The British Dental Association (BDA) has commented on new research showing children in care are twice as likely to have a tooth removed under general anaesthetic.
The University of Glasgow research, published in the Archives of Disease in Childhood, compared data from 622,280 children from Scotland - 10,924 of whom were currently or recently looked after - and found 49% of children in care do not attend the dentist regularly, in comparison with 38% of the general child population.
9% of children in care have had a tooth extraction under general anaesthetic compared with 5% of other youngsters. The research follows recent studies from Healthwatch on wholly inadequate provision of dental services for elderly care home residents.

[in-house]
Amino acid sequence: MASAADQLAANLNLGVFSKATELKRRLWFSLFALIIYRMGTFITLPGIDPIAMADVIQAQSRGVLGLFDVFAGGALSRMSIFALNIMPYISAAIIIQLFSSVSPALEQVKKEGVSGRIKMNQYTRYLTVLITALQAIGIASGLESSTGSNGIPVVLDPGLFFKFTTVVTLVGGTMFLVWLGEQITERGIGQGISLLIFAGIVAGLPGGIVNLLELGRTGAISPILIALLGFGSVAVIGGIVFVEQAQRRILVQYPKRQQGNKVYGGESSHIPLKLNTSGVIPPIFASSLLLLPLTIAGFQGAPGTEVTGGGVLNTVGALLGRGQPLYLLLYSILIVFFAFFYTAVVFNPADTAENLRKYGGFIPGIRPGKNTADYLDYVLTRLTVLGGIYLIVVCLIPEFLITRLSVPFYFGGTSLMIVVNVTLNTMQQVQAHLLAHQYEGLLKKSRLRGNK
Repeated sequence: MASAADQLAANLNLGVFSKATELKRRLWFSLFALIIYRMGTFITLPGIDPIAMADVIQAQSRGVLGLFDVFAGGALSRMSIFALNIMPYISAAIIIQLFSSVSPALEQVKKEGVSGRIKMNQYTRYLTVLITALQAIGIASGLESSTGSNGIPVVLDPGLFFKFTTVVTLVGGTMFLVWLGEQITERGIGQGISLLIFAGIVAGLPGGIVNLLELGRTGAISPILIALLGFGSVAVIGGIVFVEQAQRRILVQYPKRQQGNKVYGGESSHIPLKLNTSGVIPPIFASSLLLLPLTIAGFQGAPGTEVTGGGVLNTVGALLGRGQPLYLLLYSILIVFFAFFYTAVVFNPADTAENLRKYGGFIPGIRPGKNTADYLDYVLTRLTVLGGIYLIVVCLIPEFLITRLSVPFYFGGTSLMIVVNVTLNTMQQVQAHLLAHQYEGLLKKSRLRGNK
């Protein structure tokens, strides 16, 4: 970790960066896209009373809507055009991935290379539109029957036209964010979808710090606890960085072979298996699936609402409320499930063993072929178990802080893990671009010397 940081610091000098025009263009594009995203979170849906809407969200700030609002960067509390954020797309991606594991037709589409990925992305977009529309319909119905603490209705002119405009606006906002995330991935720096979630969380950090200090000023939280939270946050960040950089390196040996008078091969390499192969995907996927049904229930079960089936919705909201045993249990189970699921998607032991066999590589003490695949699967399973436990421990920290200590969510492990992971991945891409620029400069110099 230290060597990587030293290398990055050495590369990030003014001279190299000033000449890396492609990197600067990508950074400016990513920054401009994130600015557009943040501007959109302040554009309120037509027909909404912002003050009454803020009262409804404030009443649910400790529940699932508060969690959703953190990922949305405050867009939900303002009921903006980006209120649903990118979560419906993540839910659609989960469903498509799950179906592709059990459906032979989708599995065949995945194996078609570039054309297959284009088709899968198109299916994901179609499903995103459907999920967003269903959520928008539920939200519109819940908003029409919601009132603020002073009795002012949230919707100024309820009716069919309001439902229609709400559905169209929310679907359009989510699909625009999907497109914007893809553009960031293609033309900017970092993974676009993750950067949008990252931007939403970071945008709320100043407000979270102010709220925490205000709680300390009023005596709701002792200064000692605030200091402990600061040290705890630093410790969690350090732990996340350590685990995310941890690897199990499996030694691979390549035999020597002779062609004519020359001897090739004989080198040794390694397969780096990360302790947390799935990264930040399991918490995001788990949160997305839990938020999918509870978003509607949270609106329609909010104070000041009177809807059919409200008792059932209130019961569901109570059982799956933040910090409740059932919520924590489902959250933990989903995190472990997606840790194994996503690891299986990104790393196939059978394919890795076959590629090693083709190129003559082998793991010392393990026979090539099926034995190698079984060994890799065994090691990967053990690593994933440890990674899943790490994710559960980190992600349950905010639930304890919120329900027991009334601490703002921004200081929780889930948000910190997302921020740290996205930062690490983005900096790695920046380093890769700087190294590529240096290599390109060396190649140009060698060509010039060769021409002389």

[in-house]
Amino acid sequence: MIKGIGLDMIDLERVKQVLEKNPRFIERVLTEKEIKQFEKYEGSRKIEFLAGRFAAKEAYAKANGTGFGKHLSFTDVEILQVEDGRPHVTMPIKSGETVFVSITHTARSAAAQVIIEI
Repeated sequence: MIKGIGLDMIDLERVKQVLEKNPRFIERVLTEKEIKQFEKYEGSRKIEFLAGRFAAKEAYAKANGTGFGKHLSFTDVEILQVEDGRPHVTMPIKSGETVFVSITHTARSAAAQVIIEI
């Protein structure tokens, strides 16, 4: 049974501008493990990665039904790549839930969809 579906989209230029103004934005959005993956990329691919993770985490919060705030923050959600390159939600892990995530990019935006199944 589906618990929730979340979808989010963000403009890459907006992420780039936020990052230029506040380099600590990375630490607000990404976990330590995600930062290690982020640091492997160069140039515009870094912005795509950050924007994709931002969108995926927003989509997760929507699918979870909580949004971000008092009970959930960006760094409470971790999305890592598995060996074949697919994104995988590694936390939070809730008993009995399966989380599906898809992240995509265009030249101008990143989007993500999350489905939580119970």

The BDA's Michael Cranfield said:
"Children in care are facing hospital extractions in such numbers because dentistry has been treated as an optional extra. This research adds to a growing body of evidence on the UK care system where the oral health needs of vulnerable patients - both children and adults with additional needs - have simply been disregarded.
"Government has a duty to provide structure to these children, many of whom come from chaotic backgrounds. The onus is on the authorities to ensure all their health needs are met."